THE public lands of the 11 western states - over 300 million acres owned by all of us - are our last chance to prove that we can coexist with the mountain lion, our last large predator. The grizzly bear and the wolf, except for remnant populations in Yellowstone and Glacier national parks, have not been a real part of the natural world for more than a half-century. Once a part of every state east of the Mississippi, mountain lions hang on today only in Florida. Before congratulating ourselves that the mountain lion still survives over most of the mountain West, we need to realize it exists there in spite of hostile policies. If the lion, like the wolf and the grizzly, had eaten carrion and thus been vulnerable to poison, it too would be long gone.
The same federal agency that was chiefly responsible for the demise of the grizzly and the wolf is still killing lions, and for the same old reason - to make the West safe for cows and sheep. Derisively branded as ``gopher-chokers'' by their many critics, the Animal Damage Control (ADC) division of the US Department of Agriculture was authorized in 1931, and still operates under the same archaic language of its founding nearly 60 years ago.
The 1931 ADC Act authorized federal expenditures of nearly $30 million in 1990 ``to promulgate the best methods of eradication, suppression or control'' of the nation's predatory and other wild animals, and to ``conduct campaigns for the destruction or control of such animals.'' Thanks to the White House, their 1990 budget is about 14 percent higher than the previous year. State and country taxpayers add another $15 million each year.
Due to an understandable preference for secrecy, the ADC does not make available a summary of the ``body kill'' for all states. According to information gleaned from 35 state ADC reports in 1988, the mortality count for mammals alone was 140,246. Included were 76,033 coyotes, 9,143 beaver, 5,195 foxes, 1,163 bobcats, 289 bear and 203 mountain lions. If birds such as starlings, blackbirds, grackles, and egrets are included, the total kill was almost 4.6 million animals.
The roots of the ADC go back to 1890, when federal involvement first began. Organized as part of the US Biological Survey, it was better known as the Predator and Rodent Control until the passage of the 1931 Act. The sole reason for the ADC's original existence was the constant pressure of the western ranchers for government help in killing everything from large predators to prairie dogs.
When ranchers finally began to pay for the formerly free grass on the public lands, the fact of that minuscule fee (5 cents per cow) was a powerful justification for higher federal expenditures. According to recent estimates by the GAO, today's ranchers on federal land still pay only a fifth of market value for the forage consumed by their cattle and sheep. In essence, low grazing fees and many other public subsidies amount to a payment to the rancher to share the public land with its original inhabitants, the wildlife. Instead, public money is used to kill public wildlife on public lands while taxpayers pick up the tab for everything.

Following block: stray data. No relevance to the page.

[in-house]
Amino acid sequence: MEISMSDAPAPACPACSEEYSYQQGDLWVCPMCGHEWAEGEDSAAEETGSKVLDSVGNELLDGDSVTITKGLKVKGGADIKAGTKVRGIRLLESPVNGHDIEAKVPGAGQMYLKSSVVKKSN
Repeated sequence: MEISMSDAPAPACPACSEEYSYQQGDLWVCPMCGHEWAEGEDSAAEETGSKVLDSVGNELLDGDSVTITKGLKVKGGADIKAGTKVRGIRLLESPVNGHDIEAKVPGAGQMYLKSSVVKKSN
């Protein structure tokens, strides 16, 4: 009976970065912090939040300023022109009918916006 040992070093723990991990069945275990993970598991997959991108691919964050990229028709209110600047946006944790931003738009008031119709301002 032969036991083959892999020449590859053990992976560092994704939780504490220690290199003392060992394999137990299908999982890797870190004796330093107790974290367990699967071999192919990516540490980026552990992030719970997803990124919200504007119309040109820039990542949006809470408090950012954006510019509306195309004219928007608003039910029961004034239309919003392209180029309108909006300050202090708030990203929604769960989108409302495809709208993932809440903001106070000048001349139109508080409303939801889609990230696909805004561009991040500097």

If such killing did reduce losses, and thus hold down food prices, it might be more acceptable. However, the public lands of the West produce only about 2 percent of the US beef supply. States such as Iowa, Nebraska or Missouri each produce more beef than all of the public lands combined. More important, however, is the increasing evidence that constant killing of the predators may actually increase livestock losses over time.
In southern Arizona, near a tiny settlement called Klondyke, mountain lions have been dying at very high rates for decades, killed by both ranchers and the ADC. Despite the long history of carnage, ranchers still complain of high calf losses. From January through April of 1990, 13 lions were killed by the ADC on one ranch alone. As far as can be determined, never in the West have so many lions died on one ranch in such a short time.
Lions are strongly territorial, with adult males aggressively excluding each year's production of juvenile lions from their hunting area. If such adults are killed, the territorial vacuum is quickly filled by these immature and unskilled lions. Since deer, their natural prey, are difficult to catch, young lions are much more likely to take easier prey - calves. The sizes of the 13 lions killed on the above ranch, as reported by the ADC, indicate that most of them were sub-adults. Killing such young lions before they develop the skills of an adult will only serve to keep the vicious circle intact, and keep the ADC in business.
Ranchers such as the one in Klondyke need to try something new, if they want to continue to use the public lands for private profit. However, as long as they have the ADC to kill lions at taxpayer's expense, there is no incentive to improve their livestock management. They have been so long on the public dole that they no longer know how to operate without federal hunters killing the public's wildlife. Taxpayer subsidies give them unfair competitive advantage over 98 percent of all US beef producers who lack federal grazing land. It's clearly time the archaic ADC be ended, along with welfare ranching. Each has become dependent on the other.
We have nothing to lose but our wildlife.